*Contributed by Elizabeth, The Fearless Foreigner
Salta, Argentina is one of the best cities to visit in South America. It’s only about a 2 hour flight from Buenos Aires, but is a world away. Located within the northwest province of the same name, Salta is surrounded by colorful mountains.
The colonial town of Salta is known for its impressive architecture. You’ll want to take a walking tour to see Salta’s historic buildings. Also reserve some time to visit a few of the city’s museums such as the Museo Histórico del Norte.
Either by foot or cable car take a climb up San Bernardo Hill. At the top you will be treated to beautiful views of the city below.
Salta is also an excellent city to visit because it is the best place to base yourself to explore the Jujuy and Salta provinces which are full of adventures in beautiful scenery. A day trip to the Salinas Grandes (salt flats) is a must.
For a guided tour of Salinas Grandes from Salta, click here.
Another city that would hardly make it to a post about the best cities in South America, Ushuaia is more about the surroundings than the city itself. The getaway to the magnificent Tierra del Fuego, Ushuaia is the perfect base to explore the Tierra del Fuego National Park, where you can ride the Fin del Mundo train, and also embark on several hikes of varying difficulty levels. For more hikes, you can go to Laguna Esmeralda or the Cerro Guanaco.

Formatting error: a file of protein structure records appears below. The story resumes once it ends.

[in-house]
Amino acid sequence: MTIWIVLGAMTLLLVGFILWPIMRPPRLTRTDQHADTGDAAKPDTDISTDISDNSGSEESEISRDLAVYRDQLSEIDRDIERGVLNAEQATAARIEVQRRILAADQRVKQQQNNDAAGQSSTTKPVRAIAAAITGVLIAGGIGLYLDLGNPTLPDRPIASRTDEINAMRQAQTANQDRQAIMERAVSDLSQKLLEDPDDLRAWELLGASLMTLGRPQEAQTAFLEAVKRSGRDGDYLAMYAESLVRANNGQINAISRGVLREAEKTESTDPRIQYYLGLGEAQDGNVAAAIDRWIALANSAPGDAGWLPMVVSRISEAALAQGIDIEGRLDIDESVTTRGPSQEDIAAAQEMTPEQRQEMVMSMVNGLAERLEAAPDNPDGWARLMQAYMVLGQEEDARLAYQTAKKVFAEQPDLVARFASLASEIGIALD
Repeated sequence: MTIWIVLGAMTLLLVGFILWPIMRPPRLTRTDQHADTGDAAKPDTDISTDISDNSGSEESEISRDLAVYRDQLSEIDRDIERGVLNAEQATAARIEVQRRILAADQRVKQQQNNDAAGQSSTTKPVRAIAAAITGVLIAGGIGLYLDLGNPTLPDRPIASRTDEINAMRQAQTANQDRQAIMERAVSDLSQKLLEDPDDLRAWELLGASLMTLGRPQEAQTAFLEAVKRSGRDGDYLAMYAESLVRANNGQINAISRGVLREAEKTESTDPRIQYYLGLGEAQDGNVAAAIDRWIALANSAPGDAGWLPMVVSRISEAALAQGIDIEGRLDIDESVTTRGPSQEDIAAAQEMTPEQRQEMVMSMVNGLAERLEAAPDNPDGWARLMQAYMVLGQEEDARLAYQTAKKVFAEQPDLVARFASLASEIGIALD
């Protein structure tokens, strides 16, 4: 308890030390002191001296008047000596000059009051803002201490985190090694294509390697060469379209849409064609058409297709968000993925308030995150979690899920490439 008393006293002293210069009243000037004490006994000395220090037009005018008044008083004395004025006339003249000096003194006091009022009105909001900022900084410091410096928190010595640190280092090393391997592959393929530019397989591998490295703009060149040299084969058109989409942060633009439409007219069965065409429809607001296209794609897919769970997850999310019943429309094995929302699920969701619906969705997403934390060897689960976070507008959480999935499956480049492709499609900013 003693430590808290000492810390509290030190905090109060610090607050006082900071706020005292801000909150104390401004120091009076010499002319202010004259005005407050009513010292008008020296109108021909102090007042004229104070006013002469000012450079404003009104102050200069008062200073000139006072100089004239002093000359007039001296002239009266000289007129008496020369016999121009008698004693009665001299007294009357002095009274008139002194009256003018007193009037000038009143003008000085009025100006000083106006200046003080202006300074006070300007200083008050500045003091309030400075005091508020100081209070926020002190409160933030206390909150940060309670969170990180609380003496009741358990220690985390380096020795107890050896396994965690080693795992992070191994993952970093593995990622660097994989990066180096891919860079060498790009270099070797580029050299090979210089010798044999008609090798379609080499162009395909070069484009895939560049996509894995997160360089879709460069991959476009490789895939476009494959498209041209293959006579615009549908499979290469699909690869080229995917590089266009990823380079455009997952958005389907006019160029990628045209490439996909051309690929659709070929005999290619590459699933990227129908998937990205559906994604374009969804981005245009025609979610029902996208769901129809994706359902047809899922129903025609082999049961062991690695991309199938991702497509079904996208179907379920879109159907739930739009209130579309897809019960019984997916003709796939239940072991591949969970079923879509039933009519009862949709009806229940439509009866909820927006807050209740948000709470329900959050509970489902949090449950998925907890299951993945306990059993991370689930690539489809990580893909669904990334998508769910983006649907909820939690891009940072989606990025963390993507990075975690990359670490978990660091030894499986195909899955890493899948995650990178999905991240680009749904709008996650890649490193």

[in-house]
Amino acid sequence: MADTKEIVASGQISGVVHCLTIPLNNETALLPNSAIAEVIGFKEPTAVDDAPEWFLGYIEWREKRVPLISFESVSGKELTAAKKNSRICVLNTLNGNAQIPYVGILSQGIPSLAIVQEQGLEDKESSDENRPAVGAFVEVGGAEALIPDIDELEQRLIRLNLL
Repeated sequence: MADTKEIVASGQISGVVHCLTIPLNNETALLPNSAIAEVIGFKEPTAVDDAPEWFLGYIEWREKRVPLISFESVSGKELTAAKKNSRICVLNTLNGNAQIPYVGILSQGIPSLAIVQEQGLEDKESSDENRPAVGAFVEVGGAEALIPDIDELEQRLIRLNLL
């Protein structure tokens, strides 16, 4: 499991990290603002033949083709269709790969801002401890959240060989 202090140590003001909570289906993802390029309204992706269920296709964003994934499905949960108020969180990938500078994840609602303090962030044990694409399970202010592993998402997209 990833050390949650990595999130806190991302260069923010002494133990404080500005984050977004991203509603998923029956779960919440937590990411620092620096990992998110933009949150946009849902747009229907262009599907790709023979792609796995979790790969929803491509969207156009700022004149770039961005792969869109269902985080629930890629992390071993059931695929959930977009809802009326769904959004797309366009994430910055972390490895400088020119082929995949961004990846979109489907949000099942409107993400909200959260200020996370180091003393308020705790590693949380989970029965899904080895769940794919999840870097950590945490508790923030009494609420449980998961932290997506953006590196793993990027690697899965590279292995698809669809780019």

Departing from the city harbor on a regular basis, tours of the Beagle Channel provide many opportunities to admire wildlife, including various species of penguins; whales; seals and sea lions.
You can book your boat tour of the Beagle Channel here.
Other places you can explore from Ushuaia include Cabo San Pablo, a lesser known place best visited on guided tours (you can book the tour here); Estancia Rolito and Estancia Haberton; and Martial Glacier.
Best cities in Uruguay
Colonia del Sacramento
Colonia del Sacramento well deserves to be included in the list of best cities in South America. Founded by the Portuguese in 1680 on the estuary of the Rio de la Plata, Colonia is a UNESCO World Heritage Site that has managed to retain its colonial charm and is a pleasant place for a walk along the cobbled alleys. Make sure to spot the tiny Calle de los Suspiros and head to the lighthouse for incredible views. A walk around town will reveal many charming buildings and lots of vintage cars too.